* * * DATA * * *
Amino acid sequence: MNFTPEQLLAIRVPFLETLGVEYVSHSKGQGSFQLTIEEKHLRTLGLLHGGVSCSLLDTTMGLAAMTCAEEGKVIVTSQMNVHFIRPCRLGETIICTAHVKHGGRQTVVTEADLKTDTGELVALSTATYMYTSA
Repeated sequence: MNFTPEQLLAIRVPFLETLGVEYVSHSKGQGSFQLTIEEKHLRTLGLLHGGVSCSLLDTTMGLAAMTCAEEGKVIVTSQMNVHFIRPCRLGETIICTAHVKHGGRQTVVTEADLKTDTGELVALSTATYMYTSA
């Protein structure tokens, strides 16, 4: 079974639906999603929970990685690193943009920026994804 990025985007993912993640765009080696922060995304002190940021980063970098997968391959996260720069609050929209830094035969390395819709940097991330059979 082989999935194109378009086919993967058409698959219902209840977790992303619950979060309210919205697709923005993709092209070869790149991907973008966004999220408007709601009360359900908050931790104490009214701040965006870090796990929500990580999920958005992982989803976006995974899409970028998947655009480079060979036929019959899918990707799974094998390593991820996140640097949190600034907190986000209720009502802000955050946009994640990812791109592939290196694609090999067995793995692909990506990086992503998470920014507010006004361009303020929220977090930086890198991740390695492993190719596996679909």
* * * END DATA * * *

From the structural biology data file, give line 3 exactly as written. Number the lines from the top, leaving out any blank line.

């Protein structure tokens, strides 16, 4: 079974639906999603929970990685690193943009920026994804 990025985007993912993640765009080696922060995304002190940021980063970098997968391959996260720069609050929209830094035969390395819709940097991330059979 082989999935194109378009086919993967058409698959219902209840977790992303619950979060309210919205697709923005993709092209070869790149991907973008966004999220408007709601009360359900908050931790104490009214701040965006870090796990929500990580999920958005992982989803976006995974899409970028998947655009480079060979036929019959899918990707799974094998390593991820996140640097949190600034907190986000209720009502802000955050946009994640990812791109592939290196694609090999067995793995692909990506990086992503998470920014507010006004361009303020929220977090930086890198991740390695492993190719596996679909």